SB 110 reform face uncertain future in House
Small-business owners walloped by health insurance rate increases might be getting a break if a bill passed by the state Senate becomes law. But they shouldn’t hold their breath.
Senate Bill 429 reforms the health insurance reforms contained in last year’s SB 110 by capping insurance rate hikes at 25 percent a year over two years (and no higher than 50 percent for both years). But it is unlikely that the bill will make it through the House. And even if it did, it would be only a temporary measure.
After Jan. 1, when SB 110 went into effect, health insurance premiums for some businesses shot up, thanks to the end of community rating.
Under community rating, insurers had to charge small businesses the same rate no matter what the size, location, occupation or health of the work force. SB 110 – in an effort to attract more companies – allows insurers to take such factors into account, meaning that those working in particularly small businesses with a few unhealthy workers have seen their premiums go through the roof.
SB 110 also came with a 25 percent cap, but the cap only limited increases that came about because of the new law. Rates also have risen for other reasons, including age and utilization trend. And if an employer switched insurers, they was also no such limitation.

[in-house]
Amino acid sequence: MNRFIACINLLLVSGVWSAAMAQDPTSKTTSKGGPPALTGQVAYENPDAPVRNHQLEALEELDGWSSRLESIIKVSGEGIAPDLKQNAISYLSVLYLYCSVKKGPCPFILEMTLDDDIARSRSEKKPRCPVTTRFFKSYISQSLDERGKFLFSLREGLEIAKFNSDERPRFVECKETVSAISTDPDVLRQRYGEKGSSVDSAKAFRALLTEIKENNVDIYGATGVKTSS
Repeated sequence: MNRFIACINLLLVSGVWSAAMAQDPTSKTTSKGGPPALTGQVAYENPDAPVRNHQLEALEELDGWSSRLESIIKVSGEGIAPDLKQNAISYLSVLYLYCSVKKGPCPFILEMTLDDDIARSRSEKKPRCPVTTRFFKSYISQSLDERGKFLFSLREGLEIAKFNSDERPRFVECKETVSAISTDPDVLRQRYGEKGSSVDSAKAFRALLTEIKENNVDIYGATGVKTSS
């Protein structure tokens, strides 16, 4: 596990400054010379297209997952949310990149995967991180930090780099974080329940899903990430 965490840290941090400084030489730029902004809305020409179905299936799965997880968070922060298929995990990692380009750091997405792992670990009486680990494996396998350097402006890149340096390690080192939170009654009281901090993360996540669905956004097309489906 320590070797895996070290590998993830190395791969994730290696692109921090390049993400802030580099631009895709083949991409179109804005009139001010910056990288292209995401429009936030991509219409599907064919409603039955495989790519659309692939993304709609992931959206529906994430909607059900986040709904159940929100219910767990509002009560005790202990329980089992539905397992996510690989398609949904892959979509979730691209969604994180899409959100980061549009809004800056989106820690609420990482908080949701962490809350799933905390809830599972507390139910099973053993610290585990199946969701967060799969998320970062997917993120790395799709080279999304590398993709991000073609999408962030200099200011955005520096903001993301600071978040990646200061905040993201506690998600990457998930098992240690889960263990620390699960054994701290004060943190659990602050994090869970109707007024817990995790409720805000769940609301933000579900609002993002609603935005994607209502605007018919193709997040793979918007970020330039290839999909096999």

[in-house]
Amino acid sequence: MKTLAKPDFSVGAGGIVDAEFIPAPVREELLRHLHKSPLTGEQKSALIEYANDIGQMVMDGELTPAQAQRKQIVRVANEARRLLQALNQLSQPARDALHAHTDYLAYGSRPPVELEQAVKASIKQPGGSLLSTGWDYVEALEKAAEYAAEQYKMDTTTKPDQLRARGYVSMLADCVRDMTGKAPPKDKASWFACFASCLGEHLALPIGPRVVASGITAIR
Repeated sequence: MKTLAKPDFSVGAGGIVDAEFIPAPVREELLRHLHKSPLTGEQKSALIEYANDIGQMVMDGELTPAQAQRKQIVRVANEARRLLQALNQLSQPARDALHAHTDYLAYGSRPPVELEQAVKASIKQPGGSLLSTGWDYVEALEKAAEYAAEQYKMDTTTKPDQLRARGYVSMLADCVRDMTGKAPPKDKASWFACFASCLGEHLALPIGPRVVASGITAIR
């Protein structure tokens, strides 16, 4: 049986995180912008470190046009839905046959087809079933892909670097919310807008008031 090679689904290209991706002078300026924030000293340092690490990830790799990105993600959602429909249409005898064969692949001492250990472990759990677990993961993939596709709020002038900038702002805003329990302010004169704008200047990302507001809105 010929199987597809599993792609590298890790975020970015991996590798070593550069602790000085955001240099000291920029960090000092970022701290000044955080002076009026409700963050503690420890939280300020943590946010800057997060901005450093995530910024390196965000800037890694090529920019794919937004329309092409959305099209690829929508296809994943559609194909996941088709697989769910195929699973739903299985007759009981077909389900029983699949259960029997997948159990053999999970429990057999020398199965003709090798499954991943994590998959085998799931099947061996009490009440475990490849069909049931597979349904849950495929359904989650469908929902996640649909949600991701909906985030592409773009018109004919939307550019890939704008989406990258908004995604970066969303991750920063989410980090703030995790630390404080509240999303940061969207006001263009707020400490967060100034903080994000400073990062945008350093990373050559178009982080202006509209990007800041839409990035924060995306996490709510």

The result was that employers started complaining to the state Insurance Department and their legislators almost immediately about rates that were increasing by as much as 100 percent.
“We thought some companies were taking advantage of a loophole,” said Sen. Bob Flanders, R-Antrim, chairman of the Senate Insurance Committee and strong supporter of SB 110 of the insurance companies. “This is to shake them up a bit. Call it a payback.”
High or higher?
The cap came after Democratic senators tried to repeal SB 110 altogether. They were joined by a couple of Republicans, including Sen. John Gallus, who represents the North Country, where some of the rates have increased the highest. But the measure failed, 15-8, with Republican pleading for more time for SB 110. Flanders and others argued that it is already working, that Cigna just filed for lower rates starting April 1 and that 70 percent of the rates were down and that eight or more companies were coming into the market.
None of Flanders’ claims could be verified.
The Insurance Department has no real data on rate increases, and won’t for several months. Insurance Commissioner Roger Sevigny said he did attend a meeting of brokers who were favorable to SB 110. Several of those brokers said that 70 percent didn’t exceed the industry average, which was 10 to 15 percent. But none said a high percentage of the rates actually went down.
So far, four health insurers have announced that they are entering New Hampshire’s small-business market. Two are affiliated with Fortis Health, which markets high-deductible products, which would seem to primarily benefit groups with healthier workers.